Google Analytics

If you blog and you want to know who is reading it, you MUST get into Google Analytics if you can. It is free, and gives you a mind boggling wealth of information. The screen capture below is just a fraction of the information available to you: You'll need to be able to put a bit of code onto your page to get all this goodness. By the way, I have 99 gmail invites if anyone wants a gmail account to use for google analytics.

Aah - it's just like the old days

I've been pondering over the last few days the extent to which the feeling around Web 2.0 reminds me of the feeling around the Web back in the mid '90s when I first went online. In fact, I've been trying to work out when I first saw a web site. It wasn't so so early as to be particularly impressive - the browsers were Mosaic or Netscape, so I guess that puts it around 1995. Anyway, back in those days, the world wide web was a place almost entirely free of commercial activity (apart from the "adult industry", of course - they always seems to lead the way in the use of new technology!). It consisted of lots of web pages written by amateurs or academics. User generated content, you might say! It felt like suddenly anyone could publish to the world. Joe Random could, in 5 minutes, knock together a page that looked as good as any other page. They tended to look like this or this . There was no such profession as "web designer". Then, over the years

Glow mentor homework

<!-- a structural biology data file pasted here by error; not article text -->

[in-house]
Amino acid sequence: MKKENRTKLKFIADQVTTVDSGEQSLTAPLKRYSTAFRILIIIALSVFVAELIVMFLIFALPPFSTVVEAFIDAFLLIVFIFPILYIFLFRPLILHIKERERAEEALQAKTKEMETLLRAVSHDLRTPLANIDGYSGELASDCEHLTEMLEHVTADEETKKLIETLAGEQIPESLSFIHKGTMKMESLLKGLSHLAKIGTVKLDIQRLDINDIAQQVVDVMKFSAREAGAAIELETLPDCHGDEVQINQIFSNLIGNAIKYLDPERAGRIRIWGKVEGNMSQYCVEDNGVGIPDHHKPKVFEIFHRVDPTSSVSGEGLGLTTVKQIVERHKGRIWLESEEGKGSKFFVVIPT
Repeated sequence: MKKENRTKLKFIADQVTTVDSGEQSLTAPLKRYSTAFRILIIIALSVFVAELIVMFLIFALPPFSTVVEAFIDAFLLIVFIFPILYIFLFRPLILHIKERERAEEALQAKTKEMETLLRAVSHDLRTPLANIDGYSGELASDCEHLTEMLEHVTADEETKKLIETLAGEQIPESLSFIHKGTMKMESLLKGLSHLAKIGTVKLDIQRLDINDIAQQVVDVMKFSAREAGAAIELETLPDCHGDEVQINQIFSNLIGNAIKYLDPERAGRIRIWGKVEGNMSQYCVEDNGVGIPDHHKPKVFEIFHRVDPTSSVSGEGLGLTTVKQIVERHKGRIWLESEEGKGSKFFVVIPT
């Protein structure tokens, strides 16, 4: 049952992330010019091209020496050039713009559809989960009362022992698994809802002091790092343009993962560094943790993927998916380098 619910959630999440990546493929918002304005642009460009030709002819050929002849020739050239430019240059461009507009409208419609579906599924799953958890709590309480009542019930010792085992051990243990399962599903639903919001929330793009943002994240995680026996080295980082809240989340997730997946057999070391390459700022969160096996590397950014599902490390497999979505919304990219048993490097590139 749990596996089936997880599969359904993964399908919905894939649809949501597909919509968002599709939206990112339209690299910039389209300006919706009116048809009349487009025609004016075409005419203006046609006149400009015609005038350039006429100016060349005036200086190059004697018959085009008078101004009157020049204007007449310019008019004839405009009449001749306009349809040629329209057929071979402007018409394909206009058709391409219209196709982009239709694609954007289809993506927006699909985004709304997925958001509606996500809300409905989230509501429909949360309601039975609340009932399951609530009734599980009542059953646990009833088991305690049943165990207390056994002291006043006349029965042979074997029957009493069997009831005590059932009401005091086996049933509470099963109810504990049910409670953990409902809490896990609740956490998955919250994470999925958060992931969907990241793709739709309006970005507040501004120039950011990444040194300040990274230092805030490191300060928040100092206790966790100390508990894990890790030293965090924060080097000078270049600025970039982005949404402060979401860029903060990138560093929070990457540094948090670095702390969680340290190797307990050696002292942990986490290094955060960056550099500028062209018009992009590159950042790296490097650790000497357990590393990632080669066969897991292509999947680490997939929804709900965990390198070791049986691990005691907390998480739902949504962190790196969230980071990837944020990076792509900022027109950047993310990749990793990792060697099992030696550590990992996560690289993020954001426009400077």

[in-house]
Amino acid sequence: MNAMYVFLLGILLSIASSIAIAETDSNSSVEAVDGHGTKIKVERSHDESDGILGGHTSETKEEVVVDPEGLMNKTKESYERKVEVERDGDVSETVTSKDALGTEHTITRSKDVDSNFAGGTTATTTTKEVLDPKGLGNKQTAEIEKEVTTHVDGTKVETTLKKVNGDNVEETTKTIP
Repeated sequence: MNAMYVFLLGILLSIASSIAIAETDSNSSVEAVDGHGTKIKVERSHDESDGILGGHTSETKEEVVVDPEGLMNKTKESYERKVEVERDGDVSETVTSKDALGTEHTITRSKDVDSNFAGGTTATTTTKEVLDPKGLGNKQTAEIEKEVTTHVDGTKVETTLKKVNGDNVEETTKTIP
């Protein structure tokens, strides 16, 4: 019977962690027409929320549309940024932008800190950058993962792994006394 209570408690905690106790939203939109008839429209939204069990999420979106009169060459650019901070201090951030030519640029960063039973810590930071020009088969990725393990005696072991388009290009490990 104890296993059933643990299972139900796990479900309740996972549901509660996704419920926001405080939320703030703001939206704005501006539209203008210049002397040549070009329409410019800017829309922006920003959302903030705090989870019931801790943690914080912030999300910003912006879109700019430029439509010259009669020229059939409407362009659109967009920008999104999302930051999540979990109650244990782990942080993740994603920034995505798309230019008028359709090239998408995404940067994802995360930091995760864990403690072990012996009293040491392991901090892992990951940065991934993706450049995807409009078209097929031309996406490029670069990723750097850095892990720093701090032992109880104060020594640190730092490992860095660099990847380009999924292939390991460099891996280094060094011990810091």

Having suggested that we Glow mentors should get started without delay, I thought I'd better come up with a positive suggestion! So here's a good one: if you haven't already done so, read Coming of Age . It's a fascinating introduction to the educational possibilities of Web 2.0. It's homework for me, because I haven't finished reading it yet!

The Glow Mugs Glow!

Hey - I just had a cup of tea in my freebie glow mug, which was black with a tiny glowscotland URL, and look what happened: . Do I get a prize for being the first to blog this? I laughed out loud, I must admit. I take back all the negative things I said - the Glow team have a wicked sense of humour - the dour mood at the conference was all just a set up for this glorious moment :)

Glow, SETT, TeachMeet06

Well, after yesterday's experiences at SETT, I had it in mind to write a blog post entitled "Glow vs Teachmeet06". But now that I'm home, I discover that John@Sandaig has already written a post with this title here . I feel rather more stongly than John about the difference between the two (either that or he's more discrete than I am!). I think the Glow launch was a real let-down, for several reasons. Firstly, it was obvious that Glow was supposed to be ready for launch at this event in some form, but it wasn't. The overall feeling was of vapourware. Secondly, nobody speaking on the stage seemed to be convincingly excited or passionate about what Glow is offering (although the dance performance was great fun). We saw the same old faces from Masterclass looking rather tired and stressed. No disrespect to them, but I think we need some fresh blood if Glow is going to have a real buzz about it (this is why I initially didn't put myself forward as a Glow

Does anyone blog the really bad stuff on a work blog?